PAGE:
Missed Diagnosis

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Some of the board's most visible cases do scream from the headlines--like when it stripped the license of anesthesiologist Joseph Verbrugge Jr., who was accused of falling asleep during routine surgery on an eight-year-old boy, causing the boy's death. (Recently the boy's family lost its lawsuit against Verbrugge on appeal.) In January the board suspended the license of Gupta Kuna, a Pueblo pediatrician accused of unprofessional conduct in the cases of seven patients, including two children who died. But the following month the board reversed its suspension order, sharply dividing the Pueblo community. Kuna has since agreed to forfeit his Colorado license upon his retirement next year.

And now the board is a legal target itself: Colorado Springs physician Dr. Faisal Amanatullah has filed suit against the board, which revoked his Colorado license because of accusations that he ordered needless tests and X-rays to make more money while practicing medicine in Nevada.

"The board has no business in protecting careers," Miller insists. "I do think they have an obligation to be fair to the licensees, the physicians, but their primary concern has to be the public. And I do believe that is their first concern."

Sixty-eight-year-old Elizabeth Liechti had immigrated to the U.S. from Switzerland in her twenties and spent much of her life working in Denver-area bakeries and as a store clerk. Solid, healthy, an avid mystery-movie fan, "she was a very happy person, very religious," recalls Woodard, a Littleton house painter and father of four.

But Liechti suffered back pain and went to see Dr. George Frey, who suggested an operation that would correct the line of her spine and alleviate the pain. Liechti took to the orthopedic surgeon because both of Frey's parents were Swiss; she even brought the physician a gift of Swiss chocolate and cookies, Woodard says. On February 21, 1996, Liechti underwent nine hours of surgery at Centura Health-Porter Adventist Hospital.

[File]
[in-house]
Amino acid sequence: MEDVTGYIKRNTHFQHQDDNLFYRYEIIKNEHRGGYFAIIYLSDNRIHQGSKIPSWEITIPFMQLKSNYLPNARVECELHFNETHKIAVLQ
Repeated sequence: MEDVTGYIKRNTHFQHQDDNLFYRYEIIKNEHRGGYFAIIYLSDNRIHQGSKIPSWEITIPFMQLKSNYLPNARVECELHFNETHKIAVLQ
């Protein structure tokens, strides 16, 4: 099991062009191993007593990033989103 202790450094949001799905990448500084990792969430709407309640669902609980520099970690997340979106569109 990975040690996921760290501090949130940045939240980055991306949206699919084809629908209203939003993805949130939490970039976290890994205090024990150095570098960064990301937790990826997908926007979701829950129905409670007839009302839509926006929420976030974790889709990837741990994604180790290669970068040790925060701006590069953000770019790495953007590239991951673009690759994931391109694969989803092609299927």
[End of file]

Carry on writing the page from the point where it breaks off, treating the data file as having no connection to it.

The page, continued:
Liechti never recovered. Instead, for the next three weeks she suffered debilitating pain--which didn't respond to even the most potent painkillers, such as morphine or Percocet. She lost sensation below the waist; her wounds oozed, her white-blood-cell count skyrocketed and she ran a fever. But after Liechti repeatedly called for help from her ICU nurses and screamed in pain, she was labeled as a complainer, according to her medical records. On the night of March 9, Woodard contacted Liechti's on-call physician--who answered his phone at a noisy Denver Nuggets basketball game--and asked if something couldn't be done. The doctor called the hospital and ordered more morphine.

In Woodard's view, no one took Liechti's pain seriously until the next morning, when she suffered myocardial ischemia, a form of heart attack where the heart is deprived of blood. Woodard received a call at around 3:30 a.m. but was assured his mother was stable and there was no need for him to rush in.

That morning, doctors appeared at Liechti's bedside, and lab tests revealed her wound was full of clostridium--an uncommon postoperative infection that Liechti probably acquired in the hospital. Later that day, she died.

Woodard was furious that during his panic over his mother's quickly declining condition, nurses pulled him out of her hospital room. He and his fiancee, Dea Wilhelm, were trying to convince the ICU staff to honor Liechti's request for a toilet; the nurses countered that she probably didn't need one and it would cost extra to bring up a portable toilet, which was on another floor. "That was the last time I saw my mother alive," says Woodard. "When we were pulled out of the room to argue about a toilet."

Later, Woodard and Wilhelm would send a twenty-page handwritten complaint to the Board of Medical Examiners, detailing everything from Liechti's symptoms to their outrage at the doctors' and hospital's behavior. Within a short time, Woodard says, they received a one-paragraph response stating that the board had dismissed the case. Wilhelm was so disgusted she crumpled up the letter and threw it in the trash.

In the three and a half years since, Woodard has lived with bitterness and regret. But the hospital denies it did anything wrong. "The nursing care at all our hospitals is outstanding," says Centura Health spokesperson Chuck Reyman. "I have no reason to believe Mrs. Liechti would've been treated with anything but the highest-quality care."

Under law, most medical-malpractice victims can only bring a lawsuit within two years of their injury. But patients and their families can often spend more than a year recovering, grieving--or being so angry they can't see straight or figure out what to do. Woodard did contact a lawyer and expert witnesses to pursue a case against Frey, but the lawyer dropped his client just before the statute of limitations was about to expire. Attorney Jerry Katz, who specializes in medical-malpractice litigation, concluded that Liechti's was not "an open-and-shut case."

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Gayle Worland